HB 2545 (Guillen, Ryan) would allow a taxable entity that operates a desalination facility and holds the necessary state and federal permits to operate such a facility to exclude from its total revenue any amount received from the sale of minerals or materials extracted from water by the desalination facility during the desalination process. This provision would expire on December 31, 2024. The bill would allow the same taxable entity to claim a franchise tax credit for production of usable water based on the total dissolved solids concentrations in the treated water and contingent on the resulting fresh water being put to a beneficial use in Texas. The House engrossed the bill on May 4, 2019.

HB 2611 (Morrison, Geanie) would permit a limited liability company to qualify as a passive entity. The House engrossed the bill on April 30, 2019.

SB 1824 (Perry, Charles) would allow a taxable entity that is a performing rights society that licenses the public performance of nondramatic musical works on behalf of a copyright owner to exclude from total revenue payments made to the public performance rights holder and copyright owner for whom the taxable entity licenses the public performance. The House Ways & Means Committee voted out the bill on May 9, 2019 .
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Hotel Occupancy Tax

HB 1633 (Kuempel, John) would amend Tax Code §352.002 to allow the commissioners court of a county with a population of not more than 50,000 and in which an annual peanut festival is held to impose a county hotel occupancy tax. The House engrossed the bill on May 3, 2019.

HB 1634 (Kuempel, John) would amend Tax Code §352.002 to allow the commissioners court of a county with a population of 110,000 or more through which the Guadalupe River flows to impose a county hotel occupancy tax. The House engrossed the bill on May 3, 2019.

HB 2272 (Guillen, Ryan) would amend Tax Code §352.003(b), which currently limits a county that does not have a city within it to a tax rate of 4%, by creating an exception for a county that borders three counties, each of which borders Mexico. The House engrossed the bill on May 3, 2019.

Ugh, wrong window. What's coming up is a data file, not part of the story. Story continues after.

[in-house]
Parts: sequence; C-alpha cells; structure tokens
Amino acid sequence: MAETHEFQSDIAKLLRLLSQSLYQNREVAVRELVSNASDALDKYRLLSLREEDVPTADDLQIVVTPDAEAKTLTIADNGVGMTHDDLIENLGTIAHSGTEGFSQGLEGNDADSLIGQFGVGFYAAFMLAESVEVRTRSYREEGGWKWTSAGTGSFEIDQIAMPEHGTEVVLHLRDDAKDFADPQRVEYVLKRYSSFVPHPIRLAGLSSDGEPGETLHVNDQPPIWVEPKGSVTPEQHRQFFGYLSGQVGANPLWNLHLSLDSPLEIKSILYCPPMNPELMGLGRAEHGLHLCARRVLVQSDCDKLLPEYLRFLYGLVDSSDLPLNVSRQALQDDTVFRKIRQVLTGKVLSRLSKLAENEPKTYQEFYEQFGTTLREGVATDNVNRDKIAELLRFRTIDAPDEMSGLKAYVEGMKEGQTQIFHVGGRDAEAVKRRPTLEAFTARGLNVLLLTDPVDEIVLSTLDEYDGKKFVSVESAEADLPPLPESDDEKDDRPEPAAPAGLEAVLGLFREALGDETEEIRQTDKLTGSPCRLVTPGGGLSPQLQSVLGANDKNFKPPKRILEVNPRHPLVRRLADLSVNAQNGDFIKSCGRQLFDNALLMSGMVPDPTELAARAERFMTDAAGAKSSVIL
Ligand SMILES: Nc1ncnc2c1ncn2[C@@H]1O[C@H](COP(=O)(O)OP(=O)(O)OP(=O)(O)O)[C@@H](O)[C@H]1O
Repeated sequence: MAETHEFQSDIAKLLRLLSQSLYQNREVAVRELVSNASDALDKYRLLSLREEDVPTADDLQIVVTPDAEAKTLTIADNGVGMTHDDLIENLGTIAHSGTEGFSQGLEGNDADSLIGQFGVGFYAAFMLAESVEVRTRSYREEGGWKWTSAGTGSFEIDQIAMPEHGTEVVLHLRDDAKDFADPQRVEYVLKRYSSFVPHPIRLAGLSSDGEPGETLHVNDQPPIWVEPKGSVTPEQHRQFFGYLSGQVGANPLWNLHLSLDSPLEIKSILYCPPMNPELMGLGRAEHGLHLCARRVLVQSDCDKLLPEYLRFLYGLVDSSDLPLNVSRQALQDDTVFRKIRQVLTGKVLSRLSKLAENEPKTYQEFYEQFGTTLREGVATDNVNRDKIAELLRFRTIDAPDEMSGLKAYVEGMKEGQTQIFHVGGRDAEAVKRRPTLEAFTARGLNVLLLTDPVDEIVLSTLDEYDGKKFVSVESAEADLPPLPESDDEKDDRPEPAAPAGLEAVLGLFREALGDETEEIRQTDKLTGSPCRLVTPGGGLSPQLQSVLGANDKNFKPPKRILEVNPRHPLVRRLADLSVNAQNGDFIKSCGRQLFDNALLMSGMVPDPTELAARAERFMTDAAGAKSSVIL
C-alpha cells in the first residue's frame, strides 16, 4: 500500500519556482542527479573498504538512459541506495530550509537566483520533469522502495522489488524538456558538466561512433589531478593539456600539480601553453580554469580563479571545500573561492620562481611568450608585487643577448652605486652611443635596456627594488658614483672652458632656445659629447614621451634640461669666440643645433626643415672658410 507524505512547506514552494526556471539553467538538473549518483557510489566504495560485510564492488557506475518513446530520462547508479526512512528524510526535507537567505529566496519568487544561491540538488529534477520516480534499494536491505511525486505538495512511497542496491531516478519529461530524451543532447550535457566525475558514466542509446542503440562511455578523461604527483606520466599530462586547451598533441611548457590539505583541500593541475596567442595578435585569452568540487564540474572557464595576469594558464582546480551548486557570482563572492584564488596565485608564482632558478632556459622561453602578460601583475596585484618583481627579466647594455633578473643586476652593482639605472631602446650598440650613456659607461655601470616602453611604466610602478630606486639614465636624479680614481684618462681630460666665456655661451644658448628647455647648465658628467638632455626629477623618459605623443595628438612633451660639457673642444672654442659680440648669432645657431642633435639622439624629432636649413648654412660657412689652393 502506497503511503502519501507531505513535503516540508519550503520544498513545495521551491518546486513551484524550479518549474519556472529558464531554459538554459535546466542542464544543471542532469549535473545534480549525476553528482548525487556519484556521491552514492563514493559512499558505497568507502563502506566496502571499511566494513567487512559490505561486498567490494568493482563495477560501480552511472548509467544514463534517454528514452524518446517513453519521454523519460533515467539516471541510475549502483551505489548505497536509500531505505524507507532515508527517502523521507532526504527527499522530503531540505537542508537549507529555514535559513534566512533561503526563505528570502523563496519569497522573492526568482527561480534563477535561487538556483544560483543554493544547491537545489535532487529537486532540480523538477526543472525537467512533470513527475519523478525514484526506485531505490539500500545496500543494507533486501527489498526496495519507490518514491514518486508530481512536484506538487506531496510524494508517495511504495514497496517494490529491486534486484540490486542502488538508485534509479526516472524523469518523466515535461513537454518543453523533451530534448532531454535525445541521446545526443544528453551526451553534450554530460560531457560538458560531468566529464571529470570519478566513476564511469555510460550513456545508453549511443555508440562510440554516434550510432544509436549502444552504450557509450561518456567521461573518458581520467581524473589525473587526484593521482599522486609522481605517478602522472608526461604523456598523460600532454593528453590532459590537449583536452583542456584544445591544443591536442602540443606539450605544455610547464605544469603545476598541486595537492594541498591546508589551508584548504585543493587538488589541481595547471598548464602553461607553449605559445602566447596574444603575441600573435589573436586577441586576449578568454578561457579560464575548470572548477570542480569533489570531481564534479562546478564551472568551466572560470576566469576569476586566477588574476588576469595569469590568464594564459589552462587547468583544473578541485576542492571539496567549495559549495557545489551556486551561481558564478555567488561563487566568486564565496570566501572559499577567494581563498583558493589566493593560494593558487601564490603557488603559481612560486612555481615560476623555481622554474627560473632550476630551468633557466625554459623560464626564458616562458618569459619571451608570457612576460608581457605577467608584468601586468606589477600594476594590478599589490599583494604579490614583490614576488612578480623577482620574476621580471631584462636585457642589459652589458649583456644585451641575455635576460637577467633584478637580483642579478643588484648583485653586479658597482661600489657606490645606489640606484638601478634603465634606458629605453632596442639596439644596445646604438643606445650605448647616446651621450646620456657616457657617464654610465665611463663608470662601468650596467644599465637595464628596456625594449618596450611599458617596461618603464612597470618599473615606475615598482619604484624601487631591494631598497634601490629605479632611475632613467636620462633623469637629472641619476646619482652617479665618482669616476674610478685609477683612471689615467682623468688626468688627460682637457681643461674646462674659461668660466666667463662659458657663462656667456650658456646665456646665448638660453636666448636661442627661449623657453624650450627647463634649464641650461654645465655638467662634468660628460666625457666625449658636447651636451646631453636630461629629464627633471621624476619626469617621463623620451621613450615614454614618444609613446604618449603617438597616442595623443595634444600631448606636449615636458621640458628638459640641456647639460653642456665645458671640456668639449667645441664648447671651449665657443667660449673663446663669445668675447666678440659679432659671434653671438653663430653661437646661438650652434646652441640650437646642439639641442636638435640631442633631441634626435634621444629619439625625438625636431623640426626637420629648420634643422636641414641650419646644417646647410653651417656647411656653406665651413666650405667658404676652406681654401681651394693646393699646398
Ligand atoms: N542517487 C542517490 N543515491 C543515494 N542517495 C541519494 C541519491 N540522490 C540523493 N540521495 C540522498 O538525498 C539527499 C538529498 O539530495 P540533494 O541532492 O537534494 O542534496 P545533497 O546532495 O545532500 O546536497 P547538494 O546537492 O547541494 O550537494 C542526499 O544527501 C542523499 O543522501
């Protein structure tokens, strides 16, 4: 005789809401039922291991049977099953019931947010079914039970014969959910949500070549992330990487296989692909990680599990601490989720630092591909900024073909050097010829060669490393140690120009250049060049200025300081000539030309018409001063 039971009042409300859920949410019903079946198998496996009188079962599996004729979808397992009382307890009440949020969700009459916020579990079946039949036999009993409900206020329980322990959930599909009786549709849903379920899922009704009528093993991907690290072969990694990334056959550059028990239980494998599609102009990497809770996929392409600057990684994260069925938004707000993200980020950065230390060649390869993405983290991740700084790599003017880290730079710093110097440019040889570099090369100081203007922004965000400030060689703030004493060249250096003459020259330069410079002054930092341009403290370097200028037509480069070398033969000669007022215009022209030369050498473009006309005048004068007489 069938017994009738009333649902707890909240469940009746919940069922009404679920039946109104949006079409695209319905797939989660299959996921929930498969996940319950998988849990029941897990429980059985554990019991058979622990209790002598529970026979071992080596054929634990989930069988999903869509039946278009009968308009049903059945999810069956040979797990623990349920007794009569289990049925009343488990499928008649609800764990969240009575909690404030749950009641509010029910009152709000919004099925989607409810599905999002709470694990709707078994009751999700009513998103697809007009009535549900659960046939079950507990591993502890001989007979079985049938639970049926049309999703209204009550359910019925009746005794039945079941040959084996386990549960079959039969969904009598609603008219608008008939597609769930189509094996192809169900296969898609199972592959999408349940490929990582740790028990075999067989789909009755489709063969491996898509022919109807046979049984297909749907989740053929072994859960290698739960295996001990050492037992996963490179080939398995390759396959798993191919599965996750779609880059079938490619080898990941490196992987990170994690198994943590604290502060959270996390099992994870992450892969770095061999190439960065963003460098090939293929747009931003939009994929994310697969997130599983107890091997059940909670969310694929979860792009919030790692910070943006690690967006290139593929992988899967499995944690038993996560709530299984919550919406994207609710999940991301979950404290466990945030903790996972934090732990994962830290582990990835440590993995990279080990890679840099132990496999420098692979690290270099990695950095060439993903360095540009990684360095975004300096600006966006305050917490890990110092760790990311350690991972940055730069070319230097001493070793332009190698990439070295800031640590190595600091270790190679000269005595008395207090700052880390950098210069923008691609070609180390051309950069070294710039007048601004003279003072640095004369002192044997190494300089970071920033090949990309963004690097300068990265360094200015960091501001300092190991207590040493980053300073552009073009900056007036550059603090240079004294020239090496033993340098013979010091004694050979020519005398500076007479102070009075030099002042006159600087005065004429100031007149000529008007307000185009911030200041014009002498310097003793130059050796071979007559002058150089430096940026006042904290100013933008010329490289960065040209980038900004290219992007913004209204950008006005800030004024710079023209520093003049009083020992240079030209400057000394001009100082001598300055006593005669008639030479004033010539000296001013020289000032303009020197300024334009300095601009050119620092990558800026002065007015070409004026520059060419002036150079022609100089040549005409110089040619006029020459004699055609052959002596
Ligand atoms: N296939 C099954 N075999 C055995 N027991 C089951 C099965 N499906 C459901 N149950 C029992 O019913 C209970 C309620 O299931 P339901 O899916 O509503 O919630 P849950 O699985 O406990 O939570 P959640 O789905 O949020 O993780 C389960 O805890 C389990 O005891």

HB 3579 (Burrows, Dustin) would extend the 6% state tax rate to the price paid for a space in a hotel and clarify that the price of a room or space in a hotel includes certain specified charges. The bill would require a person who does not own, operate, manage, or control the hotel to collect tax if the person collects payment for a room or space in the hotel. However, a person who secures a room or space for another person is not required to collect tax if the person receives a commission from the hotel, separately states the amount charged to secure the room or space on an invoice, receipt or other similar document and has annual receipts for securing rooms or space in a hotel for others of $250,000 or less. [Note: This bill is one of the Comptroller’s legislative proposals.] The House engrossed the bill on May 9, 2019.

SB 1319 (Birdwell, Brian) would require a county that imposes hotel occupancy tax to file an annual report with the Comptroller providing certain information, such as the tax rate imposed and the amount of county hotel occupancy tax collected in the preceding fiscal year. The House Ways & Means Committee voted out the bill and reported it favorably on May 7, 2019
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Miscellaneous Tax

HB 1543 (Springer, Drew) would require manufacturers of off-highway vehicles to report warranties provided to vehicles sold by non-Texas retailers to Texas residents to the Texas Department of Motor Vehicles and would require the Comptroller to review the reports for use tax assessment purposes. The House engrossed the bill on April 30, 2019.